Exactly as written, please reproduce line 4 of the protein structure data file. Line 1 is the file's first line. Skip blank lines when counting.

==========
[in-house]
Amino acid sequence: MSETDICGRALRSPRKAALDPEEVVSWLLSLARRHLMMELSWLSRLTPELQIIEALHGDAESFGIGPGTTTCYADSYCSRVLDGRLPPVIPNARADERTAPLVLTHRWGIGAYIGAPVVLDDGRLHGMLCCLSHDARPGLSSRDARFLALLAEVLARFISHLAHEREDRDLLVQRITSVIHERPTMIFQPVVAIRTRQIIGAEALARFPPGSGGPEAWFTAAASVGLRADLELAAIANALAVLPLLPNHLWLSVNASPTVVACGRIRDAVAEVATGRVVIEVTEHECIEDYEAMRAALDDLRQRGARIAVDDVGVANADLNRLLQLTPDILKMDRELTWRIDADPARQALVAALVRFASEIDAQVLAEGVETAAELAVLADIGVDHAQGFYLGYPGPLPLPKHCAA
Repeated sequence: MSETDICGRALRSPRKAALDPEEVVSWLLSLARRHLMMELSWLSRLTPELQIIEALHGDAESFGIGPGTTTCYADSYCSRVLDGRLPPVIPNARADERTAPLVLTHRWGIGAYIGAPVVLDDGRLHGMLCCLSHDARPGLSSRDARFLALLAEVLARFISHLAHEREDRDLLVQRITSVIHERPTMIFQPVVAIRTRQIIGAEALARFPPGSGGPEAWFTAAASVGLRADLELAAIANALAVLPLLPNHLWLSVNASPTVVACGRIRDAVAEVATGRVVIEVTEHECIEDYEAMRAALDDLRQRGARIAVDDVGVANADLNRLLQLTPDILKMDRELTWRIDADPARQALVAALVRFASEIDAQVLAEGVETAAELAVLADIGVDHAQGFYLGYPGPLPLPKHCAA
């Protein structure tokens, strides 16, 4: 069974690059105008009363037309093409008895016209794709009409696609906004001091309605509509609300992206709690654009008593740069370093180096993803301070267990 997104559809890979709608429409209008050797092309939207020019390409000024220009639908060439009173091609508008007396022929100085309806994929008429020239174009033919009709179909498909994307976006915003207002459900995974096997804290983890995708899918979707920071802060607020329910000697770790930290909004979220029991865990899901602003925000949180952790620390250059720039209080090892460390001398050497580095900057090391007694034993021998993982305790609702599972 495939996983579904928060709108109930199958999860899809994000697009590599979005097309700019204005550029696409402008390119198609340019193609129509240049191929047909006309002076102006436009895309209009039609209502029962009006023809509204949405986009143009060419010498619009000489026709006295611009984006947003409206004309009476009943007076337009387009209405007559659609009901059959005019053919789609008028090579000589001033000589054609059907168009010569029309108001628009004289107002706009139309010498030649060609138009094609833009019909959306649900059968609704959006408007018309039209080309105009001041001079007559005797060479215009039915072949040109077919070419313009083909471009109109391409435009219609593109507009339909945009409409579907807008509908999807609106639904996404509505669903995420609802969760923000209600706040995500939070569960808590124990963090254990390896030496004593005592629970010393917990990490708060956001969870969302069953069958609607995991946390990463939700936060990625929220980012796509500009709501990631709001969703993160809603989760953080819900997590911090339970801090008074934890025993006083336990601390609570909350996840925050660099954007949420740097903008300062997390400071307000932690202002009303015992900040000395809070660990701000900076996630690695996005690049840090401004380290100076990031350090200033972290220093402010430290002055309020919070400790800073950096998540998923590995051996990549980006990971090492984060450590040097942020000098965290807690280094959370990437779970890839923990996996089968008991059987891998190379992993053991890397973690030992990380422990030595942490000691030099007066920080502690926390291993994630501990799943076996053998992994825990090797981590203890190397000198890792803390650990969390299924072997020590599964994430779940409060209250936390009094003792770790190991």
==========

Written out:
């Protein structure tokens, strides 16, 4: 069974690059105008009363037309093409008895016209794709009409696609906004001091309605509509609300992206709690654009008593740069370093180096993803301070267990 997104559809890979709608429409209008050797092309939207020019390409000024220009639908060439009173091609508008007396022929100085309806994929008429020239174009033919009709179909498909994307976006915003207002459900995974096997804290983890995708899918979707920071802060607020329910000697770790930290909004979220029991865990899901602003925000949180952790620390250059720039209080090892460390001398050497580095900057090391007694034993021998993982305790609702599972 495939996983579904928060709108109930199958999860899809994000697009590599979005097309700019204005550029696409402008390119198609340019193609129509240049191929047909006309002076102006436009895309209009039609209502029962009006023809509204949405986009143009060419010498619009000489026709006295611009984006947003409206004309009476009943007076337009387009209405007559659609009901059959005019053919789609008028090579000589001033000589054609059907168009010569029309108001628009004289107002706009139309010498030649060609138009094609833009019909959306649900059968609704959006408007018309039209080309105009001041001079007559005797060479215009039915072949040109077919070419313009083909471009109109391409435009219609593109507009339909945009409409579907807008509908999807609106639904996404509505669903995420609802969760923000209600706040995500939070569960808590124990963090254990390896030496004593005592629970010393917990990490708060956001969870969302069953069958609607995991946390990463939700936060990625929220980012796509500009709501990631709001969703993160809603989760953080819900997590911090339970801090008074934890025993006083336990601390609570909350996840925050660099954007949420740097903008300062997390400071307000932690202002009303015992900040000395809070660990701000900076996630690695996005690049840090401004380290100076990031350090200033972290220093402010430290002055309020919070400790800073950096998540998923590995051996990549980006990971090492984060450590040097942020000098965290807690280094959370990437779970890839923990996996089968008991059987891998190379992993053991890397973690030992990380422990030595942490000691030099007066920080502690926390291993994630501990799943076996053998992994825990090797981590203890190397000198890792803390650990969390299924072997020590599964994430779940409060209250936390009094003792770790190991």